Editor's Comment

Don’t compromise people’s lives

THE road accident deaths of five ‘illegal’ passengers who sat on top of sweet potato bags loaded in a light truck on Sunday yet again bring to the fore the consequences of failing to learn from past blunders.
The tragedy also brings into question whether motorists and road law enforcers are doing enough to prevent such avoidable deaths.
It is a pity, and even annoying actually, that Zambia has continued to lose people in road traffic accidents. Road mishaps cannot be totally eliminated but many can be avoided.
It is evident that the safety of people on roads is seriously compromised. There are just too many road-unworthy vehicles plying the country’s roads. There is also the highly risky habit of transporting people on trucks laden with goods.
Yet these roads are manned by traffic police officers and it is difficult to understand how such vehicles laden with goods and people are allowed to go through such road blocks.
With due diligence by people tasked to conduct road blocks by ensuring that all vehicles are road-worthy, some accidents and loss of lives can be avoided.
Owners of the vehicles, too, have a premium to ensure that they keep them in good condition to minimise road accidents and avoid what happened on the Chirundu-Kafue road at Kapilingozi Hills on Sunday.
For people to travel on top of sweet potato bags loaded in the truck is clear evidence that the country is not learning from mistakes of the past.
Examples abound in Zambia of accidents arising from similar circumstances.
These examples stretch from as far back as 2005 when 45 Kawambwa Secondary School pupils out of 110 died on the ill-fated truck after the vehicle overturned.
In 2013, there was a horrific accident involving pupils from Chipepo Secondary School on the famous 17 hills in Gwembe district.
There are several accidents which motorists and travellers can point to and learn valuable lessons to avoid recurrences.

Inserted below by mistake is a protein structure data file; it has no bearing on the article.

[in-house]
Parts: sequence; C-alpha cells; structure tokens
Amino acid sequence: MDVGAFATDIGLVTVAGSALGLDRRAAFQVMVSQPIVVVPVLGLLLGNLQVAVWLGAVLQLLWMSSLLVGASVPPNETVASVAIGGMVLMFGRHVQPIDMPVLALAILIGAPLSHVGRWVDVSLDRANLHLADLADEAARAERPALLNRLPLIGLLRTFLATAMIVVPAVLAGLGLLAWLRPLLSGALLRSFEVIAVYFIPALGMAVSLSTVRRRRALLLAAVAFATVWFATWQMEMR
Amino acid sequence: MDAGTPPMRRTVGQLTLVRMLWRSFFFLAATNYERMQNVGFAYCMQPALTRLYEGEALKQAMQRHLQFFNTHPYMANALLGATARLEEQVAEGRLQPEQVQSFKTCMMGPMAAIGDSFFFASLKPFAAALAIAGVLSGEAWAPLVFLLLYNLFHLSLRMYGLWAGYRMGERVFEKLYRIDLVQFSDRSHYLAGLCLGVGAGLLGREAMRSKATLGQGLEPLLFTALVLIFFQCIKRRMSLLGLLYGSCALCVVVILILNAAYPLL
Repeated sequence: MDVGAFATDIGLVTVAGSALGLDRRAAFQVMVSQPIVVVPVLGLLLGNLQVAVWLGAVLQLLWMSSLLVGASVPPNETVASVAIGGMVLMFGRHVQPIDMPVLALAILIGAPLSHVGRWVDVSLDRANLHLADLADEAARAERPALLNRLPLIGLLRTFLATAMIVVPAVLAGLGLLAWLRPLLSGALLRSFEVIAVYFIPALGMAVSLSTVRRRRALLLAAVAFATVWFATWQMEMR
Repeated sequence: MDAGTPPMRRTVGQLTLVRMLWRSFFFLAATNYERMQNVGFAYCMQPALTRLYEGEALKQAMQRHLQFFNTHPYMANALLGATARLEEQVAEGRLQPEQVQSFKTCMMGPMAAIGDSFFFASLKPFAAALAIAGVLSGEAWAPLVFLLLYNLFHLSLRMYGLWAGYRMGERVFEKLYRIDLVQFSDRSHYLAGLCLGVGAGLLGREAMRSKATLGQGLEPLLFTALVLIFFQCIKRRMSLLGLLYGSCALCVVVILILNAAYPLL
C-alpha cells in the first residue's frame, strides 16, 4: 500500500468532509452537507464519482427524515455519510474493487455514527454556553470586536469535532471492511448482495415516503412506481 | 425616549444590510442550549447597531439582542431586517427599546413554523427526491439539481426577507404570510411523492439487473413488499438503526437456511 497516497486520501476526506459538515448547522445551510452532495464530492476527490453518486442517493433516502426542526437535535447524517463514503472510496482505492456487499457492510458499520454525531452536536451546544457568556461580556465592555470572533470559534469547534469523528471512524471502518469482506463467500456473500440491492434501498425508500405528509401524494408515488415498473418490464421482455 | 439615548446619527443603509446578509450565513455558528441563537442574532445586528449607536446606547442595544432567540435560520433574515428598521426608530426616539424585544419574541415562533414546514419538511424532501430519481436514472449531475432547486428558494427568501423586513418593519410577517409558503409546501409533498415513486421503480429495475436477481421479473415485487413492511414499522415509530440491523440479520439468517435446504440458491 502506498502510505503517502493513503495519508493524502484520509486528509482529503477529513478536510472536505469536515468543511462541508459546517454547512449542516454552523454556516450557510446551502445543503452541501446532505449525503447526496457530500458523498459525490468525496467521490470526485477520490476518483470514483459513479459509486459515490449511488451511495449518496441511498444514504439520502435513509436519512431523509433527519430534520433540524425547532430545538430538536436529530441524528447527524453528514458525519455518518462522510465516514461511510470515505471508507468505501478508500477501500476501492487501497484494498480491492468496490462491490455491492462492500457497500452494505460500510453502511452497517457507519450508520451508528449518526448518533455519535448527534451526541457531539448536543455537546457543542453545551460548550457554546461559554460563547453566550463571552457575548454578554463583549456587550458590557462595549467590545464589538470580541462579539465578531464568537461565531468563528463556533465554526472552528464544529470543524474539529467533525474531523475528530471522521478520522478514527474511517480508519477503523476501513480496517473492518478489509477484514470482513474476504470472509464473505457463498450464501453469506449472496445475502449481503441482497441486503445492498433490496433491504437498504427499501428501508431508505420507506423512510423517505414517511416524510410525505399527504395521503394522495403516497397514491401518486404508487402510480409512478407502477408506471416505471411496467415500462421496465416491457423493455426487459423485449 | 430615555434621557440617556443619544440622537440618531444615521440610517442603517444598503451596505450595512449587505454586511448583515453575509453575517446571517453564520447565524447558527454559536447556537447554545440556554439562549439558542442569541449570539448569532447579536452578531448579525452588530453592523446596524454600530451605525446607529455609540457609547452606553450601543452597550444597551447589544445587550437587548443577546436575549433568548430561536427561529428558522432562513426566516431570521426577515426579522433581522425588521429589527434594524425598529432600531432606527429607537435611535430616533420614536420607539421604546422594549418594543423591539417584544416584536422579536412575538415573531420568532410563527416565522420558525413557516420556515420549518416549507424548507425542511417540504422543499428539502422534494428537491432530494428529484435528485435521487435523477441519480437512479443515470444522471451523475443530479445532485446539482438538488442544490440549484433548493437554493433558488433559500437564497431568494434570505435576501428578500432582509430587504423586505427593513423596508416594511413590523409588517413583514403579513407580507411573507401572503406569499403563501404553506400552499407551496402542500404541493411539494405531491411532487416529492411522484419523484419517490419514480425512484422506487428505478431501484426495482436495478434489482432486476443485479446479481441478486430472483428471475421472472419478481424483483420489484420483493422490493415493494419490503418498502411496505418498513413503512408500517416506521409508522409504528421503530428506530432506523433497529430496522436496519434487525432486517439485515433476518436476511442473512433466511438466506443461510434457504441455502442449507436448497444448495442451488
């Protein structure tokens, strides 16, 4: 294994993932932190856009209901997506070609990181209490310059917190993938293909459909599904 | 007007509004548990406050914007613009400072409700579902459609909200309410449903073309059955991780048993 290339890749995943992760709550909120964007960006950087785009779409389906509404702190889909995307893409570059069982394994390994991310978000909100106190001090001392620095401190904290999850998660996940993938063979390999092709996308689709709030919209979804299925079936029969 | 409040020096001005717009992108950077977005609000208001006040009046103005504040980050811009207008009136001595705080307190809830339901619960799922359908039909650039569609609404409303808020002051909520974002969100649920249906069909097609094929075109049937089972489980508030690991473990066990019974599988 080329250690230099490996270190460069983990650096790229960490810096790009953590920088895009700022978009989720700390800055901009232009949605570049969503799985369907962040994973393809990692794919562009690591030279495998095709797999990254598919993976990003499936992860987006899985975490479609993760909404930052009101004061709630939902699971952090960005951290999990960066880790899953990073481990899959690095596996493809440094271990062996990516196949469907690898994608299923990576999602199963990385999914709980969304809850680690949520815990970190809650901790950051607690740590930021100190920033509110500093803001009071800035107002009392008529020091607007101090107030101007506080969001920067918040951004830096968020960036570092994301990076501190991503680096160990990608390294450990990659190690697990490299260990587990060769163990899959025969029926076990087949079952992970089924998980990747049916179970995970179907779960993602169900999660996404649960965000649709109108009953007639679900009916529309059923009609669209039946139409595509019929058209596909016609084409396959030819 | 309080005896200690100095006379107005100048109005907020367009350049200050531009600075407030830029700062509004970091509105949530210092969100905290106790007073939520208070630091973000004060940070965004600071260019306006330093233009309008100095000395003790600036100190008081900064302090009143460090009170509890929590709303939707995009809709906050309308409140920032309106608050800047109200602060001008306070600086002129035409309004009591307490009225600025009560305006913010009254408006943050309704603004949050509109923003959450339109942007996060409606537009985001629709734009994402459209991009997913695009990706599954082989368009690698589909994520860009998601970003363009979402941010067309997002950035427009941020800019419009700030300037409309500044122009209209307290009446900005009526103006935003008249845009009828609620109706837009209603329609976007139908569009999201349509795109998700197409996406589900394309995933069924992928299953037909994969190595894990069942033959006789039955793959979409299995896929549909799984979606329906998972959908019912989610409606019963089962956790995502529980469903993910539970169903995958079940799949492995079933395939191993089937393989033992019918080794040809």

The frequency of accidents on roads is unbecoming. What is even more worrisome is that these accidents are happening at a time when roads have been facelifted.
If there is a sector which has received adequate attention lately, it is road infrastructure. Numerous roads are being rehabilitated and upgraded.
Many are appreciative of the significantly improved state of roads, but there is inadequate corresponding commitment to adhere to road regulations.
For many motorists, the good roads are a passport to excesses which include over-speeding, over-loading, carrying passengers illegally and using vehicles that are not road-worthy.
These may be in the minority, but they are the ones that push the horrific statistics up. They must be dealt with accordingly, along with those that abet these accidents by neglecting their responsibility of checks.
Let’s also not forget the social costs of pain, grief by affected families as well as suffering by survivors who have to live with injuries, either for sometime or the rest of their lives.
In fact, grief is hard to measure considering that families value each other at varying levels depending on the way they relate. But if it involves a close member, the cost is immeasurable because a life lost is never recovered.
The country is robbed of citizens who are expected to contribute to the economic development of the country through their skills and knowledge.
We know that the Road Transport and Safety Agency is doing fairly well in helping to enforce road regulations, but clearly this is not a task that has any room for dropping the guard.
If anything, the game must be raised.
Road blocks should be supplemented with increased mobile patrols on the highways to nip unworthy vehicles in the bud.
Those that allow defective vehicles through the checkpoints or vehicles laden with people (illegal passengers) must also be punished. Let’s not compromise on the safety of people.


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